Drug decriminalisation across the world: the evidence

Man holds a banner in front of a police officer © Support Don't Punish

What is the real impact of drug decriminalisation on the health and rights of people who use drugs? A new interactive online map from the International Drug Policy Consortium, Release and Talking Drugs explores successes and failures of different drug decriminalisation models. It asks: what makes a decriminalisation model successful in protecting the health and rights of people who use drugs?

The harms of drug control

The harms caused by punitive approaches to drug control are now widely recognised:

While this horrific situation is getting worse each year, the scale of the illicit drug market and prevalence of drug use continue to soar according to the 2019 World Drug Report.

Removing criminal sanctions

There is no silver bullet for addressing 100 years of punitive drug policies. But removing criminal sanctions for activities associated with drug use is a necessary step in the right direction. And this is exactly what 48 jurisdictions in 28 countries have done – by decriminalising drug use, drug possession for personal consumption, and for some jurisdictions even social sharing and cannabis cultivation. Certain jurisdictions have done this via legislative reform, others through constitutional or supreme court decisions, while a small number of jurisdictions have decided not to criminalise people who use drugs in practice even though the law remains unchanged.

As could be expected, the models of decriminalisation vary considerably across the world, both with regards to systems in place (which substances are concerned, who makes the decision of whether possession is for personal use and how, what sanctions if any are applied) – and especially in terms of impacts on the ground.

In reality: Portugal, Russia and Mexico

Some models are well-known, and the evidence of effectiveness is clear; this is the case for Portugal. The country decriminalised the use and possession of all drugs for personal use in 2001, with a comprehensive health and social support approach that has enabled the country to significantly reduce the health harms associated with drug use, addressed prison overcrowding, and helped to reduce the stigma and marginalisation faced by people who use drugs.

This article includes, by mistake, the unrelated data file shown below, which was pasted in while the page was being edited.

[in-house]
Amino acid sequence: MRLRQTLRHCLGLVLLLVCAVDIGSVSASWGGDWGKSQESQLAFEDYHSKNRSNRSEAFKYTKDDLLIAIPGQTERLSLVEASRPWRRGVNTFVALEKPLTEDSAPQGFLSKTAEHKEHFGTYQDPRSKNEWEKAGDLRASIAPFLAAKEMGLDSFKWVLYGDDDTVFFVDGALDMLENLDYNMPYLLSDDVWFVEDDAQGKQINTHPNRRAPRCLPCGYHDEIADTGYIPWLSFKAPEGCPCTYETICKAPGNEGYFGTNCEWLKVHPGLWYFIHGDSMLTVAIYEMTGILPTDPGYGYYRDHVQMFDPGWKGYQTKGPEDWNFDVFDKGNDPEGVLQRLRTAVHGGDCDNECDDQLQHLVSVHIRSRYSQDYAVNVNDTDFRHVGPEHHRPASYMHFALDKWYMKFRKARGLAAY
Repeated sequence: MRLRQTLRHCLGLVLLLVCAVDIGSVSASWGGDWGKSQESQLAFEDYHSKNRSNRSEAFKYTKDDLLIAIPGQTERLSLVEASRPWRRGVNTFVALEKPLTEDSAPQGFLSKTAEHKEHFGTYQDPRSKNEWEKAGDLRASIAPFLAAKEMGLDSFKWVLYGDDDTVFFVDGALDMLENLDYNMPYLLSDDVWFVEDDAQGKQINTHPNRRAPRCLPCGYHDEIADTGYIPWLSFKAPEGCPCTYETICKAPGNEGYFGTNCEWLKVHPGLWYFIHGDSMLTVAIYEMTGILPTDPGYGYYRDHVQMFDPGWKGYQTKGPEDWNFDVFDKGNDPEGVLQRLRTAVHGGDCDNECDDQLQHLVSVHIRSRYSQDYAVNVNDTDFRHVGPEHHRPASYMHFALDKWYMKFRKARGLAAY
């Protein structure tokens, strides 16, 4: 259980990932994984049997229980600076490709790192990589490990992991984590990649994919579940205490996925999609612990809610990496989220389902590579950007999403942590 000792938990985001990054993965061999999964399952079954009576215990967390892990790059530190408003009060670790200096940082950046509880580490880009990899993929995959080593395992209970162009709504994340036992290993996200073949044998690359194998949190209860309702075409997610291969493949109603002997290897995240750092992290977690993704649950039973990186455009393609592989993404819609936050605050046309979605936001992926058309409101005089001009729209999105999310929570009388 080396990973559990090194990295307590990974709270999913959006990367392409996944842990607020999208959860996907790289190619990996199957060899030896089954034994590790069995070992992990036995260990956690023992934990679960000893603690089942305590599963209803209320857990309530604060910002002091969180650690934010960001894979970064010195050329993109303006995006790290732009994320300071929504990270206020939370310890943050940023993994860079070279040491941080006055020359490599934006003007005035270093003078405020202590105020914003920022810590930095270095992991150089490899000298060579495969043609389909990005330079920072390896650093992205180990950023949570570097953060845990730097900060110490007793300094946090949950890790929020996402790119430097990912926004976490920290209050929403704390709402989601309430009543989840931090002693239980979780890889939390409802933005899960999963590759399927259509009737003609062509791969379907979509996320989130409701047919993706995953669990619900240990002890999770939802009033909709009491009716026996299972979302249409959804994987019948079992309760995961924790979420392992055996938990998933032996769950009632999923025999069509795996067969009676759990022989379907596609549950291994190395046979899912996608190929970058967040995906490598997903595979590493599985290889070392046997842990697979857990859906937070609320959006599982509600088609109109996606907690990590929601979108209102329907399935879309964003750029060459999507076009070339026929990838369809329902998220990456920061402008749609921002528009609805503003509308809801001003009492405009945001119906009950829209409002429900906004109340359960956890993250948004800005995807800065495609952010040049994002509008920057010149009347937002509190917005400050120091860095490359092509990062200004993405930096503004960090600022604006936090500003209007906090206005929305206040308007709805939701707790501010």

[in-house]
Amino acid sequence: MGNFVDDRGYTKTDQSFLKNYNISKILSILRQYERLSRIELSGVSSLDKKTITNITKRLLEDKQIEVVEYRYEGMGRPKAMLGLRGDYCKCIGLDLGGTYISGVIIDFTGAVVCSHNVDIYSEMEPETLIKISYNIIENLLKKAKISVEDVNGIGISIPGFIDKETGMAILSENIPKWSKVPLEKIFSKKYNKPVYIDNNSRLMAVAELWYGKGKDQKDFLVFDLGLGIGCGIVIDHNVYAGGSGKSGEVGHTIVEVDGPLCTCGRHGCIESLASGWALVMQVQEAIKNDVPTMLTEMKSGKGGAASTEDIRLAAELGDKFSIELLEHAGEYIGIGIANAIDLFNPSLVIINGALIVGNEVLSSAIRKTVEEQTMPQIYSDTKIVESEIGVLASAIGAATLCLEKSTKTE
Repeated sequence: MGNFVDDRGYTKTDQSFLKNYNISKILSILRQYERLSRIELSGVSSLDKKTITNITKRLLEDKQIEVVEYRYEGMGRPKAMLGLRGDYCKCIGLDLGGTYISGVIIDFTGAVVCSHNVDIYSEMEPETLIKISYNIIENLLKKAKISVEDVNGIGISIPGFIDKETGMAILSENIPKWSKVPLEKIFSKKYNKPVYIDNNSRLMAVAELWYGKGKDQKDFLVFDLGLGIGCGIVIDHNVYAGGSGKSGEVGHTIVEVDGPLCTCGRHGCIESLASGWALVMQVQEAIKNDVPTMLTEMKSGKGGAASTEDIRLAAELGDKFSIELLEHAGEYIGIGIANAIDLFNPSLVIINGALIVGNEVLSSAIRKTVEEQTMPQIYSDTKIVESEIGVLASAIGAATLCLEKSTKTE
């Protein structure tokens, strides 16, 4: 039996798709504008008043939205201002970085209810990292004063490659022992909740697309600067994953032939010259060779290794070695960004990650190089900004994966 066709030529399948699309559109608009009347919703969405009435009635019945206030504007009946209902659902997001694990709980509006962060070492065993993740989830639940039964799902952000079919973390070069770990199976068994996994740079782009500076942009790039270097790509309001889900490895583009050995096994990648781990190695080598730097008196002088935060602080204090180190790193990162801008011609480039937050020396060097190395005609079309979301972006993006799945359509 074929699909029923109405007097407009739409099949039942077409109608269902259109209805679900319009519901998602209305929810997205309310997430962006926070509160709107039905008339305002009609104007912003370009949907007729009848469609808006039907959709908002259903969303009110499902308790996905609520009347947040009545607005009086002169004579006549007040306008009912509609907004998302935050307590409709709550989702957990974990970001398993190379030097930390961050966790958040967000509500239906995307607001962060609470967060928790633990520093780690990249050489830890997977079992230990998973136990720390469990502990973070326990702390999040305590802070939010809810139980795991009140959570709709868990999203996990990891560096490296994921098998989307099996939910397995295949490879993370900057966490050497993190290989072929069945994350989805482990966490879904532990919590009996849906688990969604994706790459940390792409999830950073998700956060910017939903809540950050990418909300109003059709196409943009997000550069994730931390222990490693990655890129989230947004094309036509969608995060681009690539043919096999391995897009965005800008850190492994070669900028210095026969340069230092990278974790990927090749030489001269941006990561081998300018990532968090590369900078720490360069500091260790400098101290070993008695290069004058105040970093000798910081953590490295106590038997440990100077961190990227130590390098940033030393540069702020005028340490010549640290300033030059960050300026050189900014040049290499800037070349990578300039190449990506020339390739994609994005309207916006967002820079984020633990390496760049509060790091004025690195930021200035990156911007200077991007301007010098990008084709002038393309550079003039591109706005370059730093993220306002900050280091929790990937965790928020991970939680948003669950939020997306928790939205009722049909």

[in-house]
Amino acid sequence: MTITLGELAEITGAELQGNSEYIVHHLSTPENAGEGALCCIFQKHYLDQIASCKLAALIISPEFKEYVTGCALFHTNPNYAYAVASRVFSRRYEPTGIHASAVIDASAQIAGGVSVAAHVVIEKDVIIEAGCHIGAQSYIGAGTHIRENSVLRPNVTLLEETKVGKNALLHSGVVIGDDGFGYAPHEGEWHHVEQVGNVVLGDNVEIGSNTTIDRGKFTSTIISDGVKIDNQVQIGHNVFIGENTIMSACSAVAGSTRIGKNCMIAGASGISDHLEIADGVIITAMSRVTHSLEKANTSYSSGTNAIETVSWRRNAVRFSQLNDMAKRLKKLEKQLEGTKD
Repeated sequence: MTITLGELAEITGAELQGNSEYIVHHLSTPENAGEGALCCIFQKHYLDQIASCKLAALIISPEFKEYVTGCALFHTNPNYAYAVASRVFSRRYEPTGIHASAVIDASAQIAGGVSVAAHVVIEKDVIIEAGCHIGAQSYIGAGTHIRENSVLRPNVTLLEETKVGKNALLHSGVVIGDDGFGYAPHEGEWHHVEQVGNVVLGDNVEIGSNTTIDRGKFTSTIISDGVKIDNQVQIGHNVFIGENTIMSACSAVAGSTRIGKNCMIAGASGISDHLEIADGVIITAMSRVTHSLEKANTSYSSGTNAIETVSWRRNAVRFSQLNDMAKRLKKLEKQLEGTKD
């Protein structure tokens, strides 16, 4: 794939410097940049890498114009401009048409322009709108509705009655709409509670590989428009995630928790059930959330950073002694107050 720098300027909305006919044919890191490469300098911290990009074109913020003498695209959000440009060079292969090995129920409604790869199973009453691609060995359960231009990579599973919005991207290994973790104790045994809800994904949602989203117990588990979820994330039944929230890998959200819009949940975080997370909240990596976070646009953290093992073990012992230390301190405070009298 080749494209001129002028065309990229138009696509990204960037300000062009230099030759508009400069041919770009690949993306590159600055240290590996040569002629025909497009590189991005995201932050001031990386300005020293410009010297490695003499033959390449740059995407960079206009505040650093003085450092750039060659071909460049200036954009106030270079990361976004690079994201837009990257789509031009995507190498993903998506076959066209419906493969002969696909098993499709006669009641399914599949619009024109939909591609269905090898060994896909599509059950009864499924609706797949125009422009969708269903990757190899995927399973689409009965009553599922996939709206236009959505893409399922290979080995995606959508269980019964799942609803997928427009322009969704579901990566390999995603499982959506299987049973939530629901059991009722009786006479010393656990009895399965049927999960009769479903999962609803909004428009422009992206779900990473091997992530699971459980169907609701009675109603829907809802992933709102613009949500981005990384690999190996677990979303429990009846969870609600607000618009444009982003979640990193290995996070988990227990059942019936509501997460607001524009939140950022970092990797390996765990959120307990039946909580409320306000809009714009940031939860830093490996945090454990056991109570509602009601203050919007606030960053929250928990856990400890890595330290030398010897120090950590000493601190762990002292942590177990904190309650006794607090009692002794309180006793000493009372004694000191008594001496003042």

Other countries, however, have not been so successful. In Russia and Mexico, the severely low quantity thresholds imposed to determine whether possession is for personal use (e.g. 0.3g of ecstasy in Russia, or 0.5g of cocaine in Mexico) have, in practice, led to an increase in the prosecution of people who use drugs.

Russia is also well-known for its harsh punitive measures against people who use drugs, including systematic police intimidation and violence, compulsory detention and the denial of access to life-saving harm reduction services for those in need. This can scarcely be considered as a successful policy.

Exploring the drug decriminalisation map

The map will enable more discussions on what is, and what isn’t, evidence-based decriminalisation – bearing in mind the important warning that smart drug policy is not decriminalisation by any means, it is decriminalisation done right.

Check out the drug decriminalisation map 

Marie Nougier is Head of Research and Communications at the International Drug Policy Consortium (IDPC), a global partner in the Partnership to Inspire, Transform and Connect the HIV response (PITCH), a strategic partnership between Aidsfonds, Frontline AIDS and the Dutch Ministry of Foreign Affairs.



DecriminalisationHarm reductionPeople who use drugs